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Senate opts for lower Swiss-franc mortgage conversion rate

PR dla Zagranicy
Jo Harper 04.09.2015 11:57
The upper house of parliament, Senate, on Friday voted to amend a bill on conversion of Swiss franc-denominated mortgages into złotys so that costs are covered 50:50 by banks and mortgage holders.
Photo: Sxc.huPhoto: Sxc.hu

The Senate overturns a Sejm proposal that the costs would be 90:10 covered by banks and mortgage holders, respectively.

The bill now goes back to the lower house, Sejm, for further discussion and voting.

The draft law assumes that banks will pay half of the cost of the currency conversion or around PLN 10 billion (USD 2.64 billion).

To the array of voices against the 90:10 version of the bill was added National Bank of Poland (NBP) chief Marek Belka this week, who said the conversion of Swiss franc-denominated mortgages into złotys threatened the stability of the banking system.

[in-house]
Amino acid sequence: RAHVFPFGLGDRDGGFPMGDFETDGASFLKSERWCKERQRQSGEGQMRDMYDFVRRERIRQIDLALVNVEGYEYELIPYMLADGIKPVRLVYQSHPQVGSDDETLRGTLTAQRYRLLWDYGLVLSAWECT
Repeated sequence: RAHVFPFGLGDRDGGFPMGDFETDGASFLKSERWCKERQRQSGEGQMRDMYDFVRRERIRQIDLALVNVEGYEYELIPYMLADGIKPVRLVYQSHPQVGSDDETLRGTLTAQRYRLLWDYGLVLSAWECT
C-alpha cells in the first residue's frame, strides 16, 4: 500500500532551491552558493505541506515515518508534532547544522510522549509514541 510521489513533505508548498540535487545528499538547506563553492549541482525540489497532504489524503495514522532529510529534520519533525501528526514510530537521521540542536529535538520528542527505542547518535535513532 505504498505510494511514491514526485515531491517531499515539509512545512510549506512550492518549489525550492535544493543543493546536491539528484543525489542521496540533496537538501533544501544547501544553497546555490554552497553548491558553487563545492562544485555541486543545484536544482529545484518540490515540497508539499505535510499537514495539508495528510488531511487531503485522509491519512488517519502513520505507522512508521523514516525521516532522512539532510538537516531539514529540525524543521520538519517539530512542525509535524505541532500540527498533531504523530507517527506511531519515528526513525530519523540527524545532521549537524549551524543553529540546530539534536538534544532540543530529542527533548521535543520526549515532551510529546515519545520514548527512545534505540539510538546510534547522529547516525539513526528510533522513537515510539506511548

The bill on the conversion of mortgages denominated in Swiss francs into the Polish złotys is one of the main topics of a three-day sitting of the Senate, which began on Wednesday.

The issue of compensation was triggered by the dramatic appreciation in the value of the Swiss franc since January when the Swiss central bank lifted exchange rate controls on the domestic currency, impacting on the estimated 500,000 mortgage holders in Poland, as well as in other countries of the CEE region.

The Senate also voted on Friday to adopt an amendment tabled by the head of the Budgetary and Finance Committee, Kazimierz Klein (Civic platform, PO), that the conversion of Swiss franc denominated-mortgages into zlotys should be spread over time depending on the loan to value of homes (LtV) ratio. If the LTV is higher than 120 percent (where the mortgage is 120 percent of the value of the home), an application for compensation can be filed immediately. If the LTV is 100 percent the application can be filed no earlier than one year after the bill comes into effect. If the LTV is 80 per cent the application can be filed no earlier than two years after the bill becomes law.

The entire bill with amendments was backed by 51 senators, 31 against and six abstentions. (jh)

Source: PAP

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